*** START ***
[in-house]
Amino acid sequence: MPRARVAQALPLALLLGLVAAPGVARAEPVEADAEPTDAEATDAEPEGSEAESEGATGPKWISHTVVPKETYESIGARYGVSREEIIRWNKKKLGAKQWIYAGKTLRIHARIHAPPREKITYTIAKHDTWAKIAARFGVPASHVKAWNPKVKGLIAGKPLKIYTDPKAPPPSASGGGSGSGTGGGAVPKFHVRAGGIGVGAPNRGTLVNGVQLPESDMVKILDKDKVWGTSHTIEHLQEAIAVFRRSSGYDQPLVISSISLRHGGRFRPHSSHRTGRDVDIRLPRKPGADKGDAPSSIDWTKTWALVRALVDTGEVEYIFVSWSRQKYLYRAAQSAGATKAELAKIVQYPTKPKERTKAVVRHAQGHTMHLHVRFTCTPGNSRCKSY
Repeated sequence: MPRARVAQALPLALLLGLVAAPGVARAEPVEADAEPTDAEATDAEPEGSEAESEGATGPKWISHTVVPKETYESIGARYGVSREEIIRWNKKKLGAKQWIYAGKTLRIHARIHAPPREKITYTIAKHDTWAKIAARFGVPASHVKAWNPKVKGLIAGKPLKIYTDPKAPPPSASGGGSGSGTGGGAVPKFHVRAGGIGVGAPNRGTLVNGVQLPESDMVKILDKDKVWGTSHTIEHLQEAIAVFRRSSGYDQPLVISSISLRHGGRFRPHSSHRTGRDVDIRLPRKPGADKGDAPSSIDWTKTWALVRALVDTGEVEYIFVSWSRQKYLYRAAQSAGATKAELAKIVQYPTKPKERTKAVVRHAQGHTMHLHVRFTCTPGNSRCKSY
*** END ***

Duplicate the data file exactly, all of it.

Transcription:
[in-house]
Amino acid sequence: MPRARVAQALPLALLLGLVAAPGVARAEPVEADAEPTDAEATDAEPEGSEAESEGATGPKWISHTVVPKETYESIGARYGVSREEIIRWNKKKLGAKQWIYAGKTLRIHARIHAPPREKITYTIAKHDTWAKIAARFGVPASHVKAWNPKVKGLIAGKPLKIYTDPKAPPPSASGGGSGSGTGGGAVPKFHVRAGGIGVGAPNRGTLVNGVQLPESDMVKILDKDKVWGTSHTIEHLQEAIAVFRRSSGYDQPLVISSISLRHGGRFRPHSSHRTGRDVDIRLPRKPGADKGDAPSSIDWTKTWALVRALVDTGEVEYIFVSWSRQKYLYRAAQSAGATKAELAKIVQYPTKPKERTKAVVRHAQGHTMHLHVRFTCTPGNSRCKSY
Repeated sequence: MPRARVAQALPLALLLGLVAAPGVARAEPVEADAEPTDAEATDAEPEGSEAESEGATGPKWISHTVVPKETYESIGARYGVSREEIIRWNKKKLGAKQWIYAGKTLRIHARIHAPPREKITYTIAKHDTWAKIAARFGVPASHVKAWNPKVKGLIAGKPLKIYTDPKAPPPSASGGGSGSGTGGGAVPKFHVRAGGIGVGAPNRGTLVNGVQLPESDMVKILDKDKVWGTSHTIEHLQEAIAVFRRSSGYDQPLVISSISLRHGGRFRPHSSHRTGRDVDIRLPRKPGADKGDAPSSIDWTKTWALVRALVDTGEVEYIFVSWSRQKYLYRAAQSAGATKAELAKIVQYPTKPKERTKAVVRHAQGHTMHLHVRFTCTPGNSRCKSY